Sunday, March 18, 2012

File searching and filtering

In my last post, I discussed accessing and displaying file data from your Metro app, and grouping files using the pivot API. Let me follow up on that with a discussion of basic file filtering using the search API. So in our photo browser app, suppose we’d like the user filter photos by their own rating. In the Windows OS, the user can right click on a picture and set a personal rating using the Rating property :
This is the property that we’re going to use for our filtering example. So we’ll assume the user has at least some pictures rated using the above property settings in her file system.
Here’s what we want to achieve :
The buttons in the top row match each distinct rating value the user has assigned to her pics. So we need to generate these buttons. Then, when the user clicks one of them, the list will refresh to only show pics matching the selected rating value.
Let’s start with the buttons :
   1: private async void CreateRatingButtons()
   2: {
   3:     var pivot = CommonFolderQuery.GroupByRating;
   4:     var folders = await library.GetFoldersAsync(pivot);
   6:     var ratingValues = folders.Cast<StorageFolder>().Select(
   7:         f => new Rating { Name = f.Name }).OrderBy(r => r.Name);
   8:     Ratings = new ObservableCollection<Rating>(ratingValues);
   9:     DefaultViewModel["Ratings"] = Ratings;
  10: }

You can see our old friend the pivot, which we first use to group the files by rating.  As in the previous post, we generate a list of virtual folders, each representing a group of pictures matching a specific rating value. Then we just retrieve the vfolder name which is the rating value itself. At this point, our goal is just to get the list of rating values assigned by the user in her file system. We store them in a simple data model class in an observable collection to make data binding easier. Then we bind an items control to the collection to generate the list of buttons :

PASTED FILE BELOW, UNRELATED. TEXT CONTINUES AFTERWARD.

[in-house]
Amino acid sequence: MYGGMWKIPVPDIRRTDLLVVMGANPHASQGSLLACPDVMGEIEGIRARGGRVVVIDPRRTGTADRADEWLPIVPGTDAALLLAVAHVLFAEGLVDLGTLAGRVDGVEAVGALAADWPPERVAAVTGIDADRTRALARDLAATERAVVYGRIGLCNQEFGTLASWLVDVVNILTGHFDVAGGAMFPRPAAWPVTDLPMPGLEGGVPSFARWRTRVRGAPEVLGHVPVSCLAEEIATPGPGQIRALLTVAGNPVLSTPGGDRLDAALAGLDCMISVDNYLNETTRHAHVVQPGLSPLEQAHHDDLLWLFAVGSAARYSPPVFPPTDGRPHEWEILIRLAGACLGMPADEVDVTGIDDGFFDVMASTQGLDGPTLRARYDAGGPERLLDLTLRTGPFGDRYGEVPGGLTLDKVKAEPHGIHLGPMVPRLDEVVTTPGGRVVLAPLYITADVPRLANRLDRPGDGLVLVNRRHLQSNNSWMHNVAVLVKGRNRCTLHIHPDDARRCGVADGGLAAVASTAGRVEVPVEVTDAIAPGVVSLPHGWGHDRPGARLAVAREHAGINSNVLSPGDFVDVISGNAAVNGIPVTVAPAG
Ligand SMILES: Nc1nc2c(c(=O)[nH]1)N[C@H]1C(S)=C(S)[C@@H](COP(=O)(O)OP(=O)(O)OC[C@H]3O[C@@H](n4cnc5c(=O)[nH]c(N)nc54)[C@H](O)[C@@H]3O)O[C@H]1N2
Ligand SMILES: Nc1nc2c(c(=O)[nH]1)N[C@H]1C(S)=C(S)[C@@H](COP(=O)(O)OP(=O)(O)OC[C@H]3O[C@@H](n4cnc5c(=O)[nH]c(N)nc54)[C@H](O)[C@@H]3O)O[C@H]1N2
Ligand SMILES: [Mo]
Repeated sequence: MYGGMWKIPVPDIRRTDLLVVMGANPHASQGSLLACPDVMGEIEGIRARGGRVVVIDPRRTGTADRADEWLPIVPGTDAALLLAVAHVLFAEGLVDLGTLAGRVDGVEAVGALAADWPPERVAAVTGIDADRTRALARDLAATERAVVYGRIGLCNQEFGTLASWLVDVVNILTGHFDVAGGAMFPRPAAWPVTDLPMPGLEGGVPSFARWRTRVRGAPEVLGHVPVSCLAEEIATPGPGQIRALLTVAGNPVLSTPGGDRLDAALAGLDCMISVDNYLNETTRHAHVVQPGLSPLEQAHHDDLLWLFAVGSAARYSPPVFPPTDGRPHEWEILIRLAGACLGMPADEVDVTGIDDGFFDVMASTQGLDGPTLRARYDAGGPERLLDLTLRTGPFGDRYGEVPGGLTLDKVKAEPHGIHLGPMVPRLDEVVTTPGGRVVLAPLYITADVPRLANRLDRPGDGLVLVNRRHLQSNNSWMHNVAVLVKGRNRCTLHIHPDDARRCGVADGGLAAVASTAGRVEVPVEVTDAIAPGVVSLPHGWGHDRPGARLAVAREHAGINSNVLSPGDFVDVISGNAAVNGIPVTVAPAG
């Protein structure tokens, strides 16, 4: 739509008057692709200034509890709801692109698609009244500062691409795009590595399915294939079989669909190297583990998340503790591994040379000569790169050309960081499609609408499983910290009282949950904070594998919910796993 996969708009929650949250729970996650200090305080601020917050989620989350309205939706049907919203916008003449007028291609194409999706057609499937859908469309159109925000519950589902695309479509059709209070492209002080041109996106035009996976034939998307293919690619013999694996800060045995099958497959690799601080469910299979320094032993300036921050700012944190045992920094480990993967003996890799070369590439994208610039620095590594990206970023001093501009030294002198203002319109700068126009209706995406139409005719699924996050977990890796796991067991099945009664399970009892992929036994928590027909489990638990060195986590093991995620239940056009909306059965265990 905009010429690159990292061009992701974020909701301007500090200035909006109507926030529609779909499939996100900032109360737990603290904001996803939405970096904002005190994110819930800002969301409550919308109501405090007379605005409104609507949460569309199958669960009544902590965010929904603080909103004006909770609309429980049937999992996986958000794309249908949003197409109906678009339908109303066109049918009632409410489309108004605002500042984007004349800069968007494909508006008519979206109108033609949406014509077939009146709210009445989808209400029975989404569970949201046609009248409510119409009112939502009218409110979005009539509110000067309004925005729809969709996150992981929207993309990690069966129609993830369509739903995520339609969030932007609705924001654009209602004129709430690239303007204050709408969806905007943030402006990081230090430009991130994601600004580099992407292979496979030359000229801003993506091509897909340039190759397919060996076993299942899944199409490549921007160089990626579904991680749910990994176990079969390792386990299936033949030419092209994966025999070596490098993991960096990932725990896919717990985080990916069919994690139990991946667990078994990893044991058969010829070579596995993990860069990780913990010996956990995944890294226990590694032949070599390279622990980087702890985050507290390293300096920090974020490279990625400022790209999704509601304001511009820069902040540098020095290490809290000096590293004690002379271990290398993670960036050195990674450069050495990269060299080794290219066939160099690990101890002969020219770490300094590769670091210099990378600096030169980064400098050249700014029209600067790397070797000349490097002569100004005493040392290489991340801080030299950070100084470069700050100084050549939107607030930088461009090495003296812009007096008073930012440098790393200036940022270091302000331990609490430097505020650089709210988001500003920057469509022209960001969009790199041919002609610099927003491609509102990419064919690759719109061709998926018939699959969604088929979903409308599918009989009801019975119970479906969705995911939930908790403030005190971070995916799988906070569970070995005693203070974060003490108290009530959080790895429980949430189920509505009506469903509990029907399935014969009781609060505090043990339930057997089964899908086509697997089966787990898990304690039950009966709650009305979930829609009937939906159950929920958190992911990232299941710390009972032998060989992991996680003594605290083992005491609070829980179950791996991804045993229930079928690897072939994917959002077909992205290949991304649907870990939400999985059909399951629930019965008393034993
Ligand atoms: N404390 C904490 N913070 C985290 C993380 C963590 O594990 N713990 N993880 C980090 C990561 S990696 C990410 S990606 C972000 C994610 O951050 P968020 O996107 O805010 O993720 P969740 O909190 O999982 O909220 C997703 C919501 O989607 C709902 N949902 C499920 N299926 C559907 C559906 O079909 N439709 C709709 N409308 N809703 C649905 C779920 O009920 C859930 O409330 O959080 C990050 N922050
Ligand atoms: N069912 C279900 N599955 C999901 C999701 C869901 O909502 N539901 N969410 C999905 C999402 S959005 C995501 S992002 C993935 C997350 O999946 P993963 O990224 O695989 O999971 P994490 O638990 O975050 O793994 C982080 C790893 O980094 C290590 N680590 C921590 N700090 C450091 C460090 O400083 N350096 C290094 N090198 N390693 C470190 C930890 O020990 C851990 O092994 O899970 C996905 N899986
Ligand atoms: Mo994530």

1: <ItemsControl x:Name="icRatings"
   2:               ItemsSource="{Binding Ratings}">
   3:     <ItemsControl.ItemsPanel>
   4:         <ItemsPanelTemplate>
   5:             <StackPanel Orientation="Horizontal" />
   6:         </ItemsPanelTemplate>
   7:     </ItemsControl.ItemsPanel>
   8:     <ItemsControl.ItemTemplate>
   9:         <DataTemplate>
  10:             <Button Name="btnFilter" 
  11:                     Content="{Binding Name}"
  12:                     Click="btnFilter_Click" />
  13:         </DataTemplate>
  14:     </ItemsControl.ItemTemplate>
  15: </ItemsControl>

So the ItemsControl is bound to the Ratings list (here through the DefaultViewModel property for convenience, but you could just set icRatings’s ItemsSource to Ratings in code if you so prefer). That takes care of creating our filter buttons.

Next, what happens when a button is clicked ? Well, here’s the workhorse method :

   1: private async Task GetFilesAsync(StorageFolder rootFolder, string search = "")
   2: {
   3:     var options = new QueryOptions { FolderDepth = FolderDepth.Deep };
   4:     options.ApplicationSearchFilter = search;
   7:     var result = rootFolder.CreateFileQueryWithOptions(options);
   8:     var files = await result.GetFilesAsync();